I’m back in Nashville.
I’m sitting at my kitchen counter, drinking MY coffee out of MY mug and feeling right at home. What an amazing experience the last two weeks have been. It gave me some time to reflect and sleep and eat and breathe.
This has been such a weird year. I’m grateful that amidst all of this chaos, I’ve been able keep a (mostly) positive perspective and focus on all the blessings in my life.
I woke up very early this morning. For some reason, I had a flashback of a time in Delray. I specifically remember a moment late at night, when I was sitting in my room writing an article. It was late and dark and I was listening to Deadmau5. I can’t recall exactly what I was writing about, but I vividly remember how I felt.
At the time, my blog was tiny. It was a whisper amongst screams. But to me, the very notion of hitting publish and the act of “putting my ideas into the world” was liberating.
This blank page provided me with an endless road of opportunity. Through the blank page, I finally started to believe that I could make something of myself, if I only had the courage to try. I dreamed of traveling and of being a writer and of finding a partner who would love me and accept me, despite my obsessive nature and my propensity to take risks.
10 years later, it all came true.
Jules is my best friend
People read my work
I get to write every day
I’ve gotten all the things I used to dream about, but I may have lost something along the way.
What could that be? What could be so valuable, so meaningful, and so worthy of pursuit that even with all of this abundance, it can leave me feeling wanting?
It could be that I have lost my beginners mind.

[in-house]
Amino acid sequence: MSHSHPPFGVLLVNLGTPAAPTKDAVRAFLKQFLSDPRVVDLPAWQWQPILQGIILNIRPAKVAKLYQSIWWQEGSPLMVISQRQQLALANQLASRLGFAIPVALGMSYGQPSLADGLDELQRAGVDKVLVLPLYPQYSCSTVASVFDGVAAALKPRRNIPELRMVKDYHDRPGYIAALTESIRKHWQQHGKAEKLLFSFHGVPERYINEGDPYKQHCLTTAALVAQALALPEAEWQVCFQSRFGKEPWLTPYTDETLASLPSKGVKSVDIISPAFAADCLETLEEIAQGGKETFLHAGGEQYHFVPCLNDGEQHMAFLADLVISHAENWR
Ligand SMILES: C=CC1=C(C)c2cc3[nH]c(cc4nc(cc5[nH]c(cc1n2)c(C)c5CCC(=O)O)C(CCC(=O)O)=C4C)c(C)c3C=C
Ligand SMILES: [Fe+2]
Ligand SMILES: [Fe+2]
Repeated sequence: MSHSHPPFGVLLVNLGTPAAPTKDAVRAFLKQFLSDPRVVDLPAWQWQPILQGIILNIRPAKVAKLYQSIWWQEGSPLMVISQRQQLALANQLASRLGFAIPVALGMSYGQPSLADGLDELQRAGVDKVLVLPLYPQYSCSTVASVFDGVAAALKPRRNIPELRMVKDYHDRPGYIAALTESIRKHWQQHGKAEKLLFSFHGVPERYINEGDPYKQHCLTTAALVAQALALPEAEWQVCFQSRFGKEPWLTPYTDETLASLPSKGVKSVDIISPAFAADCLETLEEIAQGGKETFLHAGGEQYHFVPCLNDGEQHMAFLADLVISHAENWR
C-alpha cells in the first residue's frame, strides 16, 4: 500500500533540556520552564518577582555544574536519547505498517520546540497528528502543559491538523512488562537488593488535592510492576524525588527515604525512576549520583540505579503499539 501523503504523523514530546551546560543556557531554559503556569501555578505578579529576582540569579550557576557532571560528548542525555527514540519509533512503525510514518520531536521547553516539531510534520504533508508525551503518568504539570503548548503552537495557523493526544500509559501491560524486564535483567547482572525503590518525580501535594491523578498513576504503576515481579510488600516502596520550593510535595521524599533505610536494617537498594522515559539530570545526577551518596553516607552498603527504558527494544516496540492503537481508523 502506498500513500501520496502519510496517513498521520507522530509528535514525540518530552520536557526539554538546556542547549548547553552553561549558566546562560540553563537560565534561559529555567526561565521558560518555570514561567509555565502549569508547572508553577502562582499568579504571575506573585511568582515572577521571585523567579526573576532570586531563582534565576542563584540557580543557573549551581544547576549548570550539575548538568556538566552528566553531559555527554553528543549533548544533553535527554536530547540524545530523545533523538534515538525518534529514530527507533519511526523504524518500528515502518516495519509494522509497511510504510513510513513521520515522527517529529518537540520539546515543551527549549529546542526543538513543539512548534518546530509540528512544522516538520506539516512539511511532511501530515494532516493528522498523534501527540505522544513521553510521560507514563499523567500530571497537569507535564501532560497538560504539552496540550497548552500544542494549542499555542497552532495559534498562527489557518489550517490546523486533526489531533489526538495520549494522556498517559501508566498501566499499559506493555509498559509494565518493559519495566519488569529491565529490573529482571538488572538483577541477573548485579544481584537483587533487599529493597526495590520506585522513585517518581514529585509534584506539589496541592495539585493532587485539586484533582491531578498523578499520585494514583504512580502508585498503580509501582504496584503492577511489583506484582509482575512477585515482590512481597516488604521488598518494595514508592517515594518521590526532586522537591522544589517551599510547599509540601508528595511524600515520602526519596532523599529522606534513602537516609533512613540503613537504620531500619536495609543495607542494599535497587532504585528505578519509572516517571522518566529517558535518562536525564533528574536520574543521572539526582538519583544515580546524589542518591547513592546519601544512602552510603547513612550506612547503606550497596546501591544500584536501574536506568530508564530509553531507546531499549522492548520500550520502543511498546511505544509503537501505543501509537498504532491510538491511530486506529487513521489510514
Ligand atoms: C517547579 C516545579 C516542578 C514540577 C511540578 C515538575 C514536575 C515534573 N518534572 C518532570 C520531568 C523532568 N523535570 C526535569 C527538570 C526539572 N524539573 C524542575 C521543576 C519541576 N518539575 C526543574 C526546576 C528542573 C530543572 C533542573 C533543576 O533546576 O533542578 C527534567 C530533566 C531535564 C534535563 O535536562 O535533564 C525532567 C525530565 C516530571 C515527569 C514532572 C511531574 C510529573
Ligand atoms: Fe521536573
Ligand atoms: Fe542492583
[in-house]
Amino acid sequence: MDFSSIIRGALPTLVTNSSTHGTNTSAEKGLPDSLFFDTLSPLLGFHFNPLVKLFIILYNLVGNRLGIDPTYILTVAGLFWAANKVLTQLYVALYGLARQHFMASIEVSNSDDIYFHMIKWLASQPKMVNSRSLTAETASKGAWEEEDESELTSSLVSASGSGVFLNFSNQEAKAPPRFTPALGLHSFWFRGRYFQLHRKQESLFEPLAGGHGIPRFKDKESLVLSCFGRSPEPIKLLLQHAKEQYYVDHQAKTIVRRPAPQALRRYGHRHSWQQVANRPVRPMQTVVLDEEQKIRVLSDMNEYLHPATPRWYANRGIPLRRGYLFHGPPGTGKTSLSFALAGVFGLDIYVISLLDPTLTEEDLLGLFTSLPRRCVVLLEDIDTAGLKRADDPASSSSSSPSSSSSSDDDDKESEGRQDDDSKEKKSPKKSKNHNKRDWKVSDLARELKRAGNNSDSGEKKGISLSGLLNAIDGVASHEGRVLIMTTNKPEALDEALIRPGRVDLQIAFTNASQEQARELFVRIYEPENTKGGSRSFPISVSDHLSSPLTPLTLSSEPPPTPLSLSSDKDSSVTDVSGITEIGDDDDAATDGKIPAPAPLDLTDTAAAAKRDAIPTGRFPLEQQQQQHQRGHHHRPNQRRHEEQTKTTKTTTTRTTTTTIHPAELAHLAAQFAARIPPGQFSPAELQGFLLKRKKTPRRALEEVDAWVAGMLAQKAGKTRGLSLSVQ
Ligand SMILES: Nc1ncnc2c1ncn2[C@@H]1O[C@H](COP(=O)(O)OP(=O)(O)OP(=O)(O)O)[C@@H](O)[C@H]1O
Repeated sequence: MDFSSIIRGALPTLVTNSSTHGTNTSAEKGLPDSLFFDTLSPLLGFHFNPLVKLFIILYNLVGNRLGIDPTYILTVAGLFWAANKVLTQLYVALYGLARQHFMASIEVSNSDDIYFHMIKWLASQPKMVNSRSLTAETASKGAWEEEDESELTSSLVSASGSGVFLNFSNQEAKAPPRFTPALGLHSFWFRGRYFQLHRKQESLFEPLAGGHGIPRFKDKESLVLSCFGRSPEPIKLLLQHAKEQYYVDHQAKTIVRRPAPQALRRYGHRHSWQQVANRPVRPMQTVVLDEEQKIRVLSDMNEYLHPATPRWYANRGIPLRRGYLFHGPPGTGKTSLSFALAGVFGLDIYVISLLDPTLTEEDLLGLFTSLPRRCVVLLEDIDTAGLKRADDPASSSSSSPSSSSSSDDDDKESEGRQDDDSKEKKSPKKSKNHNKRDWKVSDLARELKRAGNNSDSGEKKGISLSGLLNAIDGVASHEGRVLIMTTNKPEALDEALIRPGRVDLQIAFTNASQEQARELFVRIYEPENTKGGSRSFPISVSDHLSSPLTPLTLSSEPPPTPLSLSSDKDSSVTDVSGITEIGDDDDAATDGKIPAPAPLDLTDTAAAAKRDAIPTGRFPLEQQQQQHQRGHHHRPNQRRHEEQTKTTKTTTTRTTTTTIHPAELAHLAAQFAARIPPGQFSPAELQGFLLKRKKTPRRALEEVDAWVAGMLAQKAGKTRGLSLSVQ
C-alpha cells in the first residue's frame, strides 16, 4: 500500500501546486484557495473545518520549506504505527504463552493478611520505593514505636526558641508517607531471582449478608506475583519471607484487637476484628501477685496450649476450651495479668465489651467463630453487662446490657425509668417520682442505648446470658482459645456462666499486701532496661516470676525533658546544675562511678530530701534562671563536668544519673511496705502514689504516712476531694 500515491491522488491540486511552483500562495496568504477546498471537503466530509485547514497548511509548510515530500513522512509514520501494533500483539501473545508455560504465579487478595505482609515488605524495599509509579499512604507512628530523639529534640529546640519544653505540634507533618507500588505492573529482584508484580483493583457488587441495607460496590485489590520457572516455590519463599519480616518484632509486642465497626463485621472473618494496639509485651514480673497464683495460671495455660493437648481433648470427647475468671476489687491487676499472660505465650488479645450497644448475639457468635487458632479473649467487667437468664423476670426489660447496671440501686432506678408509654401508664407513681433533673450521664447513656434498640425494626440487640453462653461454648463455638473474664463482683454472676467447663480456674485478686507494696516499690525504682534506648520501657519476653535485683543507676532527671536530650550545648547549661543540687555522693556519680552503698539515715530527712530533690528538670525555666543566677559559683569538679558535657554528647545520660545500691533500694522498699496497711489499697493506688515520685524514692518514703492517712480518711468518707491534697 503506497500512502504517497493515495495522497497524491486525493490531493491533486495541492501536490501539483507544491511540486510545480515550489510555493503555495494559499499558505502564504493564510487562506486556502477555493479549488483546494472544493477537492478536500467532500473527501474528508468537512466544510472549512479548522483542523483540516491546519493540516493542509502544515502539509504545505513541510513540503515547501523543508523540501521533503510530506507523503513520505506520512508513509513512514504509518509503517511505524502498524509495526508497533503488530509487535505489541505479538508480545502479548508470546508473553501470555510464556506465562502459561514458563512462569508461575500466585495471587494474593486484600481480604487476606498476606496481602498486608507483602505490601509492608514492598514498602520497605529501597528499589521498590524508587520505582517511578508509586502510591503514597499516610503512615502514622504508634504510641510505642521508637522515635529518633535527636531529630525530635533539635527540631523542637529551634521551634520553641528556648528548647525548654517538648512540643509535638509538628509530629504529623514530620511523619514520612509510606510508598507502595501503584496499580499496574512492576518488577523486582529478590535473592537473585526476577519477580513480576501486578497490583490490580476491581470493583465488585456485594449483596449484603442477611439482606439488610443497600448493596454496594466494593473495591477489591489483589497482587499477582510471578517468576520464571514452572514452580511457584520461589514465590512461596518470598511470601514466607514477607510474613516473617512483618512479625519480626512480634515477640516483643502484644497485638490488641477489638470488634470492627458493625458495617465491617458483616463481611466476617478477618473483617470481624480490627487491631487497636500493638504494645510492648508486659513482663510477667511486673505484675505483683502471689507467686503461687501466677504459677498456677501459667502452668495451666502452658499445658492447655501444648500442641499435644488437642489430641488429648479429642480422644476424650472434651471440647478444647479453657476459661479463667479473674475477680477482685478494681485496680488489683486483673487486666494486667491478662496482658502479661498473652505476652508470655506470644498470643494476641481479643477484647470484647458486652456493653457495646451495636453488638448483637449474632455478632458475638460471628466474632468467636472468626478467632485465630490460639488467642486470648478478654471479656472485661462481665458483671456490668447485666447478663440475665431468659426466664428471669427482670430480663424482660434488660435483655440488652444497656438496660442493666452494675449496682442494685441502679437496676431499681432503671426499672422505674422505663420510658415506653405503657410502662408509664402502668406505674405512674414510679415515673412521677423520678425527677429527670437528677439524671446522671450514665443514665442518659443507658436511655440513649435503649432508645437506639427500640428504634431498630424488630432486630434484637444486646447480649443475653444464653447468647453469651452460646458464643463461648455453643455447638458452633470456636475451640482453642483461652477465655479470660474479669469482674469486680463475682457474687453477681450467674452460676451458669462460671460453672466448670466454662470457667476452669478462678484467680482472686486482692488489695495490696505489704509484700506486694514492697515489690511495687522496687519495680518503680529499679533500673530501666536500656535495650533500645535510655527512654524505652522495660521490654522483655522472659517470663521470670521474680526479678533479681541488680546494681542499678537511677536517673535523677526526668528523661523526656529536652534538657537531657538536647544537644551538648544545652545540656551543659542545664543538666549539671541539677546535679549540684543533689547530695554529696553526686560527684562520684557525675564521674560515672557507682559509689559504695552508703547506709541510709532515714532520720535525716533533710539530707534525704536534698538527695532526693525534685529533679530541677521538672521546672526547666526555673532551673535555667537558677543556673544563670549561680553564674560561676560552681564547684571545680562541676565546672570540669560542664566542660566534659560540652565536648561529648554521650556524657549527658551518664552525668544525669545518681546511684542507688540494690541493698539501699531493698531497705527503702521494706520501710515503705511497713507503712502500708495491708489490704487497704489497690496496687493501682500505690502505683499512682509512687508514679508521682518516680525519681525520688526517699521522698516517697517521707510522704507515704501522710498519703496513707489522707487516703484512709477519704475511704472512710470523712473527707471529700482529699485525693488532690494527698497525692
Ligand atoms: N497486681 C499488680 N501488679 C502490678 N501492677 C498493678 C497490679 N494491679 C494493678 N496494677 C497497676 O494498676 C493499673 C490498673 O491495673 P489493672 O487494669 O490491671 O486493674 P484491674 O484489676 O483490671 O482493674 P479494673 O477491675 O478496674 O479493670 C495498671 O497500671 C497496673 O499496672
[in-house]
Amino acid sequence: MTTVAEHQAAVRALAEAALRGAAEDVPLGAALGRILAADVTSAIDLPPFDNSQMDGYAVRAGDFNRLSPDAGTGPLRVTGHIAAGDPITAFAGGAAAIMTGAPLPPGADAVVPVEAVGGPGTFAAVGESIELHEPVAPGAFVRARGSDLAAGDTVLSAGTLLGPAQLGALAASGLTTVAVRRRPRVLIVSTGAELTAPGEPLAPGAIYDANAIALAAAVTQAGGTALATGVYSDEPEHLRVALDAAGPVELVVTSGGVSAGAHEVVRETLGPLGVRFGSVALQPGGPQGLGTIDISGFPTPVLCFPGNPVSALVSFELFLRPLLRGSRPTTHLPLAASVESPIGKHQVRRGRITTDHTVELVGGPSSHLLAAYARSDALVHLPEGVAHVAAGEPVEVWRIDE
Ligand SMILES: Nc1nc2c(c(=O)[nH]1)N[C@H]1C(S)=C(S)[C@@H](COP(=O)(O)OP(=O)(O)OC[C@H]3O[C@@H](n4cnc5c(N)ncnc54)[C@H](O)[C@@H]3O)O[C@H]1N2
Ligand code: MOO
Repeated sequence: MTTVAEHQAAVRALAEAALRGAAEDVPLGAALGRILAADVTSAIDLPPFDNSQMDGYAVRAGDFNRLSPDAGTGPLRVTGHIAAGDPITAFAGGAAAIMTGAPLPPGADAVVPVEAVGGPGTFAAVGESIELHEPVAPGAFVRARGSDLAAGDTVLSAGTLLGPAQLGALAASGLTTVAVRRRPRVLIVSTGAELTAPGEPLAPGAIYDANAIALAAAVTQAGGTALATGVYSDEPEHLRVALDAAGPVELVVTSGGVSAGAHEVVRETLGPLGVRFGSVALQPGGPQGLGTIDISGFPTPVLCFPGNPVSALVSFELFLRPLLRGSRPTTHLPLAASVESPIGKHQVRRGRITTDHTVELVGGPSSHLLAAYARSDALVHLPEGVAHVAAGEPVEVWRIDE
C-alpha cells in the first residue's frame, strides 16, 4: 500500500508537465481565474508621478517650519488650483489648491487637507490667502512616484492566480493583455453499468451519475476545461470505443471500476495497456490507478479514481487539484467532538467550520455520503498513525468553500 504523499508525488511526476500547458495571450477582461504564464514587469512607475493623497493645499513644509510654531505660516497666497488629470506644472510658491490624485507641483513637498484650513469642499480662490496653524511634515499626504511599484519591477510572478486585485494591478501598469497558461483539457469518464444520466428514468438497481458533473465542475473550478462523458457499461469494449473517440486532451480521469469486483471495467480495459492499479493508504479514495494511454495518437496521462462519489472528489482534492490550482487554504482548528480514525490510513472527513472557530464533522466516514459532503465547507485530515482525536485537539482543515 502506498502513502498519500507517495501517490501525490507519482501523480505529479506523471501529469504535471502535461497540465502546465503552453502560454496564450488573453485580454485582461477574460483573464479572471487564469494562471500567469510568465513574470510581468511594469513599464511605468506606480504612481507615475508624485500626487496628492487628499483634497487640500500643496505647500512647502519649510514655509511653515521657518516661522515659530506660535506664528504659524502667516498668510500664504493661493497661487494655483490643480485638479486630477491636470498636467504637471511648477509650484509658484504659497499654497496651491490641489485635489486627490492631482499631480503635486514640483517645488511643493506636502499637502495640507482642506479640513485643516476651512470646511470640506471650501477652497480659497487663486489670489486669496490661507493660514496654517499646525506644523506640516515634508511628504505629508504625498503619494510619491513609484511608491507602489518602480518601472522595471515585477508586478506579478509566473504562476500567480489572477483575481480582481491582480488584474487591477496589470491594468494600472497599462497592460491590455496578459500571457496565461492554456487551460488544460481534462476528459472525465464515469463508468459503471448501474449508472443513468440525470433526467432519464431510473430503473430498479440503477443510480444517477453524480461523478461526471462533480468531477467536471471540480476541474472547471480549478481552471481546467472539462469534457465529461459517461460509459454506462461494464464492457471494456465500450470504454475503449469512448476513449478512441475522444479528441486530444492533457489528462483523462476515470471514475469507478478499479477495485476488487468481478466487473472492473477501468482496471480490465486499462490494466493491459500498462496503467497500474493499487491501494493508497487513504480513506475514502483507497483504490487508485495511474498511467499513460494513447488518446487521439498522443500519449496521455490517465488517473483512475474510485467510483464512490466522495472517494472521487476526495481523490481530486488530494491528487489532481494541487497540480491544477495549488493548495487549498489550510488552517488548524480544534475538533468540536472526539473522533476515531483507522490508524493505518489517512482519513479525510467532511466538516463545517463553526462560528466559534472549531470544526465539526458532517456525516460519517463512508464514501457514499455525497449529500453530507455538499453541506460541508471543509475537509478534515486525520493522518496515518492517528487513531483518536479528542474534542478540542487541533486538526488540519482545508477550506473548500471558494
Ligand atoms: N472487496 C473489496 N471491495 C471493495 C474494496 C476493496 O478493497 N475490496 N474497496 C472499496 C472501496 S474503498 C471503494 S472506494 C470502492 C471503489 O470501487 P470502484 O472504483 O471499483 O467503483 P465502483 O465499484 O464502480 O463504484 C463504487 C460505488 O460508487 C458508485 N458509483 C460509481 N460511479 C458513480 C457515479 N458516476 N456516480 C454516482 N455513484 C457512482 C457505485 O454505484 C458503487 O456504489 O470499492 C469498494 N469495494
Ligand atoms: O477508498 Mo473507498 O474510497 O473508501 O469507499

Thinking back to that moment in Delray, it’s not that I was happier then, it’s that I was more curious. Every day was like riding a new roller coaster for the first time. I went through life with my hands in the air, swinging and swaying joyfully as life flipped me and twisted me in every direction.
I accepted it, I embraced it, and I marveled at the future of unknown possibilities. Every day, I got on the roller coaster and I went along for the ride.
Over time, I started to build data points in my mind of expectations. I started to make internal calculations of what consequences I could experience due to taking certain actions.
“If I publish this article with this certain headline, I expect this many people will see it.”
“If I work for this many hours in exactly this way, I suspect I will see this kind of return.”
“If I do this thing, I will feel this good about myself.”
The illusion of control brings with it a reverse correlation of excitement. The more we can determine the future, the less our beginners mind can enjoy the ride. Everything comes at a cost, including certainty.
It’s not an adventure if you know what the ending will be. From now on, I promise to go on more adventures.